You can also measure current levels of blood glucose. It can be done at home using a glucometer. Random blood sugar level or RBS can be measured at any time of day. Another method of measurement is fasting blood sugar or FBS. It will measure the level of serum glucose after at least 8 hours of fasting. This can be a problem for poor diabetic patients because most of them can't afford glucometer.

In patients with poor diabetes control, all these tests will show elevated levels of blood sugar. Another problem with poor diabetic patients is a lack of commitment to regular check-ups. Most of them will avoid regular check-ups.

Therapy

The most important steps in diabetes therapy are a change of diet, increase in activity and medicines. Poor diabetic patients in most cases do not follow given instructions.

First two steps are the same for both types of diabetes. You should avoid food rich in calories, fat, carbohydrates. Start working out daily. You can start walking, swimming or jogging. 25 to 30 minutes of exercise daily would be enough. Poor patients will probably have a financial problem when it comes to the type of food which is recommended for them. They will stick to fast food and other types of unhealthy food.

Persons with type 1 diabetes should be treated with insulin. In most cases, insulin should be given via injection or insulin pump several times per day. Poor patients often can not afford to take insulin regularly or in some cases, they are not well educated to take the insulin by themselves.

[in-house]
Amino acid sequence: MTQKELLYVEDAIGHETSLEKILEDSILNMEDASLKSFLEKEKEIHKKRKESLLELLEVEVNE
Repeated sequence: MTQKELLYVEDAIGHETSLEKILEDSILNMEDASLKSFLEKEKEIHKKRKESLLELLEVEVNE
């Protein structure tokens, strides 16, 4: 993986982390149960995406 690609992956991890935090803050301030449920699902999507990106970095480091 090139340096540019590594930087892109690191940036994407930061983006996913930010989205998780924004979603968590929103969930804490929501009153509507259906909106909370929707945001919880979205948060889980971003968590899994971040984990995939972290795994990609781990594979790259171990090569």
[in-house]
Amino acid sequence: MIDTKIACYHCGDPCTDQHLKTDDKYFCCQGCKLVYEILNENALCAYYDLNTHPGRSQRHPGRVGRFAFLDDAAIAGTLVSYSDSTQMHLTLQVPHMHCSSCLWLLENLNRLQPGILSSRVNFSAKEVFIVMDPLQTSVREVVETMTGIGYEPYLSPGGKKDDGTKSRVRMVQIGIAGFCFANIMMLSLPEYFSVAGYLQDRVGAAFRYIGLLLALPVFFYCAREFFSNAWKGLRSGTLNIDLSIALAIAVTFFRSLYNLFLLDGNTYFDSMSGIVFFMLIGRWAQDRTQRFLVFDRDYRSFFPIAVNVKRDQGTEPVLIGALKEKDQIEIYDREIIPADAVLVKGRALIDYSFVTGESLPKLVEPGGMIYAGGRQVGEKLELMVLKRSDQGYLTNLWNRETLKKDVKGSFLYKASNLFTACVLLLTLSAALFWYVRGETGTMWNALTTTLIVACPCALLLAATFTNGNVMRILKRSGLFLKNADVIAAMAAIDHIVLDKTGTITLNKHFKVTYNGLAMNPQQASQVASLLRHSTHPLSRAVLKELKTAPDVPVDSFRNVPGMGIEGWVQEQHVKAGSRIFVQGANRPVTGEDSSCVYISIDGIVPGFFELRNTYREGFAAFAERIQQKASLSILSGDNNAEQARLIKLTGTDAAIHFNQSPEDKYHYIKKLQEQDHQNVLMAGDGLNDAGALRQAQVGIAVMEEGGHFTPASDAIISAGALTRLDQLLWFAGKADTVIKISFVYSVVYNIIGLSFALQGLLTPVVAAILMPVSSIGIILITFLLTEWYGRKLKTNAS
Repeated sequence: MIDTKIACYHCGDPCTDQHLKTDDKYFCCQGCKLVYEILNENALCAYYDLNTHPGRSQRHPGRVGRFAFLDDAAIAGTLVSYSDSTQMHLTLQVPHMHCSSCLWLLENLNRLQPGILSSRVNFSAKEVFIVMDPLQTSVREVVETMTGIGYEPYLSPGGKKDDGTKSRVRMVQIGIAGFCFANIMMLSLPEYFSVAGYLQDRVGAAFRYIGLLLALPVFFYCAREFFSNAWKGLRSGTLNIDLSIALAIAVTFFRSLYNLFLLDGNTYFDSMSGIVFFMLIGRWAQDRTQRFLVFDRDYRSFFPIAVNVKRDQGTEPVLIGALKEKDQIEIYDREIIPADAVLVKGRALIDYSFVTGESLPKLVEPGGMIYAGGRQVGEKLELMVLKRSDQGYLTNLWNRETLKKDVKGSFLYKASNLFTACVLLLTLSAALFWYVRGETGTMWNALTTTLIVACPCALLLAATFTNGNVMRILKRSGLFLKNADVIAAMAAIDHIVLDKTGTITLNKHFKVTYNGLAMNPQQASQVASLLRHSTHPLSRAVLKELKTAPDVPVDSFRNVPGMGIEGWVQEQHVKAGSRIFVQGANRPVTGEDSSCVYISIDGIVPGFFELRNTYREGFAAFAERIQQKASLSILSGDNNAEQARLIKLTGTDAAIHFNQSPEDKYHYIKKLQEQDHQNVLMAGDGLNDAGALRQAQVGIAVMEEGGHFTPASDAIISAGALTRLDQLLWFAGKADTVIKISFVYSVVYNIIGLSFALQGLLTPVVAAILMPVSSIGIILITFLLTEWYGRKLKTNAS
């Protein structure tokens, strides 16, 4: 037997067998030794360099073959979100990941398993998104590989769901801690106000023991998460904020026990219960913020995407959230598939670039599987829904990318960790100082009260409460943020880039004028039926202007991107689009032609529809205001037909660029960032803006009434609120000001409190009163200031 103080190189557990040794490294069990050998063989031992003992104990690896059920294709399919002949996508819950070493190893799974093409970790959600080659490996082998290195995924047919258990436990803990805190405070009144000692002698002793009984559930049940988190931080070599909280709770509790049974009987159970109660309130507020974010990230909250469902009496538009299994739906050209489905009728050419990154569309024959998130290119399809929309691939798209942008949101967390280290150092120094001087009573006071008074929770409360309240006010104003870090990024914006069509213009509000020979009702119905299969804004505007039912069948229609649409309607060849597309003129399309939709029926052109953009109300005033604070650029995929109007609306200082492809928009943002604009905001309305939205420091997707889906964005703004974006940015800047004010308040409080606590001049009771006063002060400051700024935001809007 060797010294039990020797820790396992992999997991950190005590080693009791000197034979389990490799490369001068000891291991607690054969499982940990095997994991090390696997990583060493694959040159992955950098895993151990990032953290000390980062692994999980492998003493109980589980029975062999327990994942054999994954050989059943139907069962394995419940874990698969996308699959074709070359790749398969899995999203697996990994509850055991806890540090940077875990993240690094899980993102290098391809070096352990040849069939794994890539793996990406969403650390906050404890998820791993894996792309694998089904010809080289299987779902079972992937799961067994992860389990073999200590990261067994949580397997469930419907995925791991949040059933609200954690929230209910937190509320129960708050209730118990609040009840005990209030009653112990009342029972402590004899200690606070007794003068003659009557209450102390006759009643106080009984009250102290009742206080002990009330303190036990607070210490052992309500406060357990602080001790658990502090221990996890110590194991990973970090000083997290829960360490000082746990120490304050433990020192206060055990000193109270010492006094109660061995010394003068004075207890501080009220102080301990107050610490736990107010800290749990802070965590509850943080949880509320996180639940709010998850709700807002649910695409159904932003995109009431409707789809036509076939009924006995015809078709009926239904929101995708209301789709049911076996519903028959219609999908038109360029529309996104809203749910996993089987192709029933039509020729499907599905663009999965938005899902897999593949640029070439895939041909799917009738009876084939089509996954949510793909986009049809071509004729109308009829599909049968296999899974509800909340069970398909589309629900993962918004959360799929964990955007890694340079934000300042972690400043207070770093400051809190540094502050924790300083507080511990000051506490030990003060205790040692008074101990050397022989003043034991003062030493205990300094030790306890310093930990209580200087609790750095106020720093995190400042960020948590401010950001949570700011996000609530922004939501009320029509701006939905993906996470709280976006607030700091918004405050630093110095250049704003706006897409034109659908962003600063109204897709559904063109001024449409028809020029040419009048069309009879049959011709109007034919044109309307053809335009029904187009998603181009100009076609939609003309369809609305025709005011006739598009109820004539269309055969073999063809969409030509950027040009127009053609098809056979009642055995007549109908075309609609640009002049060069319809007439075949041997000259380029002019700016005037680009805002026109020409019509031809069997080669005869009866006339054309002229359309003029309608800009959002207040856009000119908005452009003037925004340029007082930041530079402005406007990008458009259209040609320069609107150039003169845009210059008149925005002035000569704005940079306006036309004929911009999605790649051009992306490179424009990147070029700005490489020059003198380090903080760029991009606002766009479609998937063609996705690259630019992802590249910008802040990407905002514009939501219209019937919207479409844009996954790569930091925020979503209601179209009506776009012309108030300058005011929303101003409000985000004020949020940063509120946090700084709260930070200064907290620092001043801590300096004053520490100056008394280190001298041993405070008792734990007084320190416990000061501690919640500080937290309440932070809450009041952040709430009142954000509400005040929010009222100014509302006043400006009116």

For obese individuals which have poor diabetes control, bariatric surgery is one of the solutions combined with medicines and lifestyle changes. Poor diabetic patients will probably have no insurance so this therapy method is out of their range.

Preventing Diabetes Among the Poor

The main goal in prevention of diabetes in poor people should be obtaining adequate health care for them. Poor diabetic patients should have an opportunity to seek for medical advice in early stage of disease. More effort should be given to educate this category of patients.

They should know the advantages of well controlled diabetes and the risk they are taking by not regulating their blood sugar levels.

The a1c level should be used to adjust therapy methods. It should be controlled regularly because if it is not controlled there is a chance that it might cause poor diabetes control. Patients should be educated on the importance of proper control of diabetes and importance of regular control of A1c level.

References:

Bronstein, R.M., "Diabetes and Poverty“, 2015, retrieved from http://www.diabeticlifestyle.com/everyday-life/diabetes-poverty

Diabetes in control, "Poverty a Leading Cause of Type 2 Diabetes“ , 2010, „diabetesincontrol.com“, retrieved from http://www.diabetesincontrol.com/poverty-a-leading-cause-of-type-2-diabetes-studies-say/

Diabetes UK, "Diabetes Complications“, retrieved from https://www.diabetes.co.uk/diabetes-complications/diabetes-complications.html

HRSA, "Diabetes HbA1c {Poor Control}“, retrieved from http://www.hrsa.gov/quality/toolbox/measures/diabetes/

Hsu C.C., Lee, C.H., Wahlqvist, M.L., Huang, H.L., Chang, H.Y., et al., "Poverty increases type 2 diabetes incidence and inequality of care despite universal health coverage.“, 2012, Diabetes Care. 35(11):2286-92. doi: 10.2337/dc11-2052.

Mitchell B. Feldman, "Poor diabetes management has severe risks“, 2011, retrieved from http://auburnpub.com/lifestyles/poor-diabetes-management-has-severe-risks/article_1eb3a10e-492b-11e0-9b6d-001cc4c002e0.html

The National Institute of Diabetes and Digestive and Kidney Diseases, "Principle 6: Control Blood Glucose to Prevent or Delay Diabetes“, retrieved from https://www.niddk.nih.gov/health-information/health-communication-programs/ndep/health-care-professionals/guiding-principles/principle-06-control-blood-glucose/Pages/principle-06-control-blood-glucose.aspx#category=blood-glucose-management,1,3,4